djm: You must have felt that even more intensely with the new film, Day of Reckoning. It looks so radically different than any of the other Universal Soldier films.

JH: With Universal Soldier: Day of Reckoning, that’s a perfect example – that’s a movie the studio and people have not always felt entirely confident about until we started reading people’s reactions to it. I didn’t deliver to them Regeneration Part 2. I really went in a different direction. That certainly made some people nervous. We won’t really know for sure until it’s really out there, but so far it’s been embraced by the fans and some members of the critical community, which helps. People who didn’t like me maybe a month ago, maybe like me a little better right now.

djm: You’ve done three movies in a row with Jean-Claude. Clearly you guys work well together and you’ve each placed a certain amount of trust in each other. What’s that like, working with him?

JH: After Regeneration, he trusted me. Every actor, first and foremost, doesn’t want to be in something that’s shitty. Number two, they don’t want to be embarrassed or made a fool of. They don’t want to feel that you’re going to use their bad moments. They want you to use their good moments. In order to deliver any good performance, they need to be free to do some takes where they don’t have it right, where they deliver a bad performance on the way to the good one. So, that’s part of the agreement and the trust. Let’s be comfortable to go out there and fail and do things the long way, knowing that once we get it the right way, those are the moments we’ll use. That frees you up as a performer a lot. JC, I assume, saw the final product and felt comfortable with what we came up with, so we’ve always had a good, easy working relationship.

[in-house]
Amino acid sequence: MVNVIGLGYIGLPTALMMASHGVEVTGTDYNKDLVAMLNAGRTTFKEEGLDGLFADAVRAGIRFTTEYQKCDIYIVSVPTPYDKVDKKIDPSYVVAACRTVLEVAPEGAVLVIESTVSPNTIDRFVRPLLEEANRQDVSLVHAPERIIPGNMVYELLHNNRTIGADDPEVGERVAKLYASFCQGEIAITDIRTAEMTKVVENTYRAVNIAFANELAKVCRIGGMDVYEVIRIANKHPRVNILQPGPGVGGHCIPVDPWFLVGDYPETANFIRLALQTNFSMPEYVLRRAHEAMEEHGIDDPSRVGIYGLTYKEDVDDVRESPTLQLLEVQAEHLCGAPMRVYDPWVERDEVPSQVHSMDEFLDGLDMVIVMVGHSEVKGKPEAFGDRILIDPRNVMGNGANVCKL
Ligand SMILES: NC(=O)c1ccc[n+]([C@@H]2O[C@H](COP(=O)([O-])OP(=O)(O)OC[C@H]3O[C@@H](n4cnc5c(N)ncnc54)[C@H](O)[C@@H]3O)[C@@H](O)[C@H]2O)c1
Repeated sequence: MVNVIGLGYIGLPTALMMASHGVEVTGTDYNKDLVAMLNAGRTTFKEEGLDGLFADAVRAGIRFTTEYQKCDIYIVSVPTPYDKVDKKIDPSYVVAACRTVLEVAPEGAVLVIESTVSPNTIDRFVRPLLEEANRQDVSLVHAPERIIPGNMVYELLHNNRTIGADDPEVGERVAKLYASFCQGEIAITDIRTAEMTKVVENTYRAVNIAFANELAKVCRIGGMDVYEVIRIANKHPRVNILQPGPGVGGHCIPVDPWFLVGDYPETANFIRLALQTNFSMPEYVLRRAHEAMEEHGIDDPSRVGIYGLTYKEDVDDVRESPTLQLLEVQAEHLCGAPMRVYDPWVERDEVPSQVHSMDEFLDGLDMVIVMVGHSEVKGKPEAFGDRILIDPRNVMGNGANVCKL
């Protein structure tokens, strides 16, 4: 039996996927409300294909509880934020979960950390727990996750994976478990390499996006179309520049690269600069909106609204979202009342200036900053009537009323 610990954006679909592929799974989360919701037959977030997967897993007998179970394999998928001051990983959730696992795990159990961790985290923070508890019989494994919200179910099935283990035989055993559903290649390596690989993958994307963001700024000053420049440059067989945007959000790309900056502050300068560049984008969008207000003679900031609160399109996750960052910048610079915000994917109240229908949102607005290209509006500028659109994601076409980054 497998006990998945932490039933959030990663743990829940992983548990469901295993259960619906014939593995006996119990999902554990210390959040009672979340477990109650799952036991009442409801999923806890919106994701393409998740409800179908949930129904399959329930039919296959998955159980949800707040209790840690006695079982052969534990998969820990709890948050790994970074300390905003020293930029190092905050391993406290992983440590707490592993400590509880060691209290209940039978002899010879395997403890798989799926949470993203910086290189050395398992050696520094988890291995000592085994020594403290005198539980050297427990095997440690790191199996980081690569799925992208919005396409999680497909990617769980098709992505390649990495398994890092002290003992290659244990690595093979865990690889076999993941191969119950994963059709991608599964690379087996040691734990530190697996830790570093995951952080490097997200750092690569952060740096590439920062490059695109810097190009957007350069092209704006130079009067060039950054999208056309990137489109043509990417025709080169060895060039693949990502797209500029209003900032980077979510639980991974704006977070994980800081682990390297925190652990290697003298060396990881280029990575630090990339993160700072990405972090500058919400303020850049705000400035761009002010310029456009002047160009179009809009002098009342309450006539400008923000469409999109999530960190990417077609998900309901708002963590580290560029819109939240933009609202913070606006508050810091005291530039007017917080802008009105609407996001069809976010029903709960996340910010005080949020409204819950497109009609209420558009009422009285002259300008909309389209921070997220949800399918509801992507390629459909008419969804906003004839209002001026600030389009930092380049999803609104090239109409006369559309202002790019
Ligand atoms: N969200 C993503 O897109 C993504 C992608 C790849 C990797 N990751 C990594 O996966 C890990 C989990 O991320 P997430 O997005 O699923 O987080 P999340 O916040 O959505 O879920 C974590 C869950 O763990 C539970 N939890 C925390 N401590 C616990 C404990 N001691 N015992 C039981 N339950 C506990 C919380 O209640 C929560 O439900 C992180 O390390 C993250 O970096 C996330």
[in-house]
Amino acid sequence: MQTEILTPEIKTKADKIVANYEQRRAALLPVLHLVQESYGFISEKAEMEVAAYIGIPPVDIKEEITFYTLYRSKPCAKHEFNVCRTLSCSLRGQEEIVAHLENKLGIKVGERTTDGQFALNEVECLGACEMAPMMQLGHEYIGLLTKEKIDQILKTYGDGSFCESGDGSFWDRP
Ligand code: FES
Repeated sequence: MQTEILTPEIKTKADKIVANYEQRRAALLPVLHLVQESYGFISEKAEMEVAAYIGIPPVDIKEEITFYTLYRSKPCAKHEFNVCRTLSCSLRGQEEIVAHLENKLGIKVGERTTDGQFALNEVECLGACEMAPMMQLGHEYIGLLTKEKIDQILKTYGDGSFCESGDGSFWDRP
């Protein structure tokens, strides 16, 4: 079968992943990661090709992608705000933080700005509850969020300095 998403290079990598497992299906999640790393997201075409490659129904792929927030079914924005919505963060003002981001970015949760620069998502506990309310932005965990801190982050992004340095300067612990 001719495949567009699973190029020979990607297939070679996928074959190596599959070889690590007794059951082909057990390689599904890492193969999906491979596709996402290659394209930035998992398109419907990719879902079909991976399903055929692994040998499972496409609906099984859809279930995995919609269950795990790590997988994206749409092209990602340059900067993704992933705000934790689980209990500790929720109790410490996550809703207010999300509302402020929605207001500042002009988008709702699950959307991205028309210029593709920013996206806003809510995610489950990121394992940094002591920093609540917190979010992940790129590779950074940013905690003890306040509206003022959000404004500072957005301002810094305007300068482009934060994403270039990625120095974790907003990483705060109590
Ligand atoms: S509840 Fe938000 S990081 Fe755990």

djm: Why was it decided to go directly to video for Regeneration? It certainly felt like a theatrical release, and it was a vast improvement over Universal Soldier: The Return. 

JH: It wasn’t my decision. It was decided before we even made the movie, that it would be a direct-to-video movie. To release it theatrically, requires some risk on the part of the people putting the money in. It costs something to release it theatrically. I think they all decided that it wasn’t worth the risk. They couldn’t lose releasing it directly to video. A lot of those things have to do with the track records of the performers. It involves a number of things. With Regeneration, we got a really positive reaction. I think it was beyond what they expected. They had very low expectations. They just wanted to make a profit, not lose money, and that was pretty much it. When all was said and done, it turned out that the reaction was far more positive than they anticipated. The bottom line is, I don’t know if it would have gotten that reaction if it had been theatrically released. The fact that it was direct-to-video, it was released in this world of low expectations, and so when people saw it, a lot of them wrote about it and said, “Wow – I was expecting something that wasn’t going to be very good, and it pleasantly surprised me.” It was a blessing. It would have been nice to have gotten a theatrical release, but the decision had been made to go direct-to-video.